See list belowAUG 29 196767-FM-T-72FM/Deputy ChiefInflight loading of the spacecraft computer erasable memory
1. On August 25 we had a little meeting of Flight Control and Flight Software people to discuss adding a program in the RTCC to reload the spacecraft computer erasable memory in flight. This might be necessary to do when the LM computer is powered up for the first time in each manned flight or in the event of a fresh start occurring in either the LM or command module program anytime in flight.
2. Flight Control Division has provided the capability of checking the memory of the spacecraft computer against stored values to inform the flight controllers if any of the critical erasable parameters are in error. This is pretty much a manual operation using a 1218 computer in Building 12, or some place like that, involving hand carrying the data from one place to another and manually scanning an on-line printout. A response time of between 30 and 45 minutes has been quoted from the request to initiate the check until receipt of the data.
3. Having determined that reloading the erasable is required, the sub- sequent task becomes quite formidable at present. It is necessary for the computer controllers to type out the uplink command message word by word which takes quite a bit of time and has high risk of being in error. We concluded that an automatic RTCC program to do this job could be added fairly easily which would speed up the process a great deal while providing high confidence that the message would be formulated correctly. (It should be emphasized that neither the checking nor up- dating of the memory, even using an automatic RTCC program, is a fast response procedure.)
4. All together only a small part of the 2048 words of erasable memory is involved in this process – certainly less than 200 words and probably no more than about 100. Charley Parker (FCD) intends to identify the actual parameters in the near future and include this list in a request for development of the new computer program to the FSD. He will also specify that it must be possible to modify these critical parameters stored in the RTCC program since many of them change as the flight progresses (i.e., accelerometer biases, spacecraft inertias and weights, etc.). Since the S/C 101 flight does not even need a computer to perform the mission or support crew safety, we certainly could not justify making this program a requirement for that mission. However, the second command module flight includes rendezvous where crew risk is involved as well as a powerdown LM ?? ???, so this will be needed on that mission. In order to reduce the number of command loads as much as possible, Tommy Keeton will request MIT to locate the critical parameters sequentially in erasable memory as often as possible in order that the Verb 71 uplink command format can be used to the maximum extent. This format, you recall, makes it necessary to only identify the address of the first word and permits loading twice as many registers per command message.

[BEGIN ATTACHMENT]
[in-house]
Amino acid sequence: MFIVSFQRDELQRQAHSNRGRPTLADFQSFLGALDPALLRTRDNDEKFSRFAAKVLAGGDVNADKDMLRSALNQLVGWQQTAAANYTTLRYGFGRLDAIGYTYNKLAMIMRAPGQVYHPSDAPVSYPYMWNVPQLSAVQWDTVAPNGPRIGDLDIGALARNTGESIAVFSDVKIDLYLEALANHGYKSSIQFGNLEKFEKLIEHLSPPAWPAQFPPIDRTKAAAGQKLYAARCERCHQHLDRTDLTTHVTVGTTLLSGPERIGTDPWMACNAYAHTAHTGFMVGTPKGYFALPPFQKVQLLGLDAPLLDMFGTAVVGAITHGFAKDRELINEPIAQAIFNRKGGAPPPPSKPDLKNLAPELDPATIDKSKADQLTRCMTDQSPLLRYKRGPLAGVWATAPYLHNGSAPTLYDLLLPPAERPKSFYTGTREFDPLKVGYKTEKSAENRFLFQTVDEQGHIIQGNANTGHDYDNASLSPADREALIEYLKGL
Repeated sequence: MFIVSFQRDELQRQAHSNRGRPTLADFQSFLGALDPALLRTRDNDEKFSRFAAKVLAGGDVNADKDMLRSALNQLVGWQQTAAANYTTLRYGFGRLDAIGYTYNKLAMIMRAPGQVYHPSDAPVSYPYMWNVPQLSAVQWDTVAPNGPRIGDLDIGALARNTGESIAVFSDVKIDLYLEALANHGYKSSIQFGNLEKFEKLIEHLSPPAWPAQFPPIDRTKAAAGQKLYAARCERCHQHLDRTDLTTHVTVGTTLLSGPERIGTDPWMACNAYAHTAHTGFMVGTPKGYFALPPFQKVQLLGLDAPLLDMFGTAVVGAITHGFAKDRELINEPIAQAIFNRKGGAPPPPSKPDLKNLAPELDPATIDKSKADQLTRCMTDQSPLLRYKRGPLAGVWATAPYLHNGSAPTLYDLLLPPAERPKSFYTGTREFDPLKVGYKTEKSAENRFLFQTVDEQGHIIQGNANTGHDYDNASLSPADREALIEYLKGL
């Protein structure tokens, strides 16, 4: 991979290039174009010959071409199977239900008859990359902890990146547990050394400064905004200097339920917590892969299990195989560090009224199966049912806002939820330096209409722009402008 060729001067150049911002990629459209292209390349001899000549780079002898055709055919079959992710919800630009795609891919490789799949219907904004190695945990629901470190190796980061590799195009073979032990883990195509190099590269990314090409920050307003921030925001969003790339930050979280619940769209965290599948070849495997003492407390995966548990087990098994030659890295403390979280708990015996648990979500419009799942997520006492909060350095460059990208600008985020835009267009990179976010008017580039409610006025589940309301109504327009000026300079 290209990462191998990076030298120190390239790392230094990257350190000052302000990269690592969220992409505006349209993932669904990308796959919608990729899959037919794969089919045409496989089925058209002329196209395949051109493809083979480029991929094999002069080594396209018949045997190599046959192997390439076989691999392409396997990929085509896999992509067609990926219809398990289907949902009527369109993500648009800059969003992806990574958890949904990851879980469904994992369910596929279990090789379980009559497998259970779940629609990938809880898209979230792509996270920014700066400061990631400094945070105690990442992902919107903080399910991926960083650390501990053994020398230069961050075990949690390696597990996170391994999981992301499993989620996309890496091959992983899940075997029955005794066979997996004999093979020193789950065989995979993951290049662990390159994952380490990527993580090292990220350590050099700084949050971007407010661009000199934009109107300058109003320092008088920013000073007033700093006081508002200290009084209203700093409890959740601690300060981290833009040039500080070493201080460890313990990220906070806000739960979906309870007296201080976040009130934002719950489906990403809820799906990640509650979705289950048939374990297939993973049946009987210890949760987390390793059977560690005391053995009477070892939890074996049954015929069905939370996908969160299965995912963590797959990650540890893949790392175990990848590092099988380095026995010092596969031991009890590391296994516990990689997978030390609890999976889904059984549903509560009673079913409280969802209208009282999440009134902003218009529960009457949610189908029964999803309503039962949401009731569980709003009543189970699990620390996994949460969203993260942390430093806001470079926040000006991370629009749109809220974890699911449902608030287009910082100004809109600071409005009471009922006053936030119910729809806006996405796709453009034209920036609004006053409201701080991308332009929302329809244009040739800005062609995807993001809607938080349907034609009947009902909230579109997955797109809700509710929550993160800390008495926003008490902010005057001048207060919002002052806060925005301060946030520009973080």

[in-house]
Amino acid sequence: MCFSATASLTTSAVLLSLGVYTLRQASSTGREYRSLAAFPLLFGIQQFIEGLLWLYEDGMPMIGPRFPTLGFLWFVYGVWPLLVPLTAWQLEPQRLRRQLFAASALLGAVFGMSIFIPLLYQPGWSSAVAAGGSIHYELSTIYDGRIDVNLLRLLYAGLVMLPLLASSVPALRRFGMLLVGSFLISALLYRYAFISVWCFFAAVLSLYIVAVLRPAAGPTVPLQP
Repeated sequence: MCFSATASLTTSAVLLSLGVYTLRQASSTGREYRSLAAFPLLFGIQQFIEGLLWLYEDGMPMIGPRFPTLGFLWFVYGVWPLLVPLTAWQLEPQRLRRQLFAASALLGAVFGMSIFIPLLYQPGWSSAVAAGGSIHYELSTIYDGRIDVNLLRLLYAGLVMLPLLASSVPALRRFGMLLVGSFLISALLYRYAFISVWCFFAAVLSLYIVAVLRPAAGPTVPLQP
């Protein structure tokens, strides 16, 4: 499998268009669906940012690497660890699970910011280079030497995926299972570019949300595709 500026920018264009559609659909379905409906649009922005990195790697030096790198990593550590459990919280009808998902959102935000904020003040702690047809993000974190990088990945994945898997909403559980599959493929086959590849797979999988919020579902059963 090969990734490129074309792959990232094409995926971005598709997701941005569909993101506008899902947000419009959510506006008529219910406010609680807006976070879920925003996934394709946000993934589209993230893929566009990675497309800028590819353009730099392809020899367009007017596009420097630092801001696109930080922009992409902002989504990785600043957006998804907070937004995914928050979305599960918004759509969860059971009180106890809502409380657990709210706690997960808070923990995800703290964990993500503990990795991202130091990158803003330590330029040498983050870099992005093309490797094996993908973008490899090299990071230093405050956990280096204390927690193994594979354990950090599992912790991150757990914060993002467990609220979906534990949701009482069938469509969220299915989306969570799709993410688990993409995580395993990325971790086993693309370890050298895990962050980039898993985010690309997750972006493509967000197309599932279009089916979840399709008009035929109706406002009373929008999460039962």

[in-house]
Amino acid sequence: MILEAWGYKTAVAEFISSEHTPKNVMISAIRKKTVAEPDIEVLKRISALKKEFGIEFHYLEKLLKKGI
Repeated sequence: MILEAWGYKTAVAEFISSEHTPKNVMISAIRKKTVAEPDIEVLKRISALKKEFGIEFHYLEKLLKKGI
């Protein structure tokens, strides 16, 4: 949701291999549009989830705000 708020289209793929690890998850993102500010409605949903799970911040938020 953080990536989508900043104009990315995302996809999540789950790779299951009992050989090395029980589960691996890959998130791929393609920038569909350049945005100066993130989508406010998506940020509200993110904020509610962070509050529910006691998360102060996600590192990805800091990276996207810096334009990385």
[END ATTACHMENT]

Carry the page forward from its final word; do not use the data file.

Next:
5. Did I just hear the RTCC groan?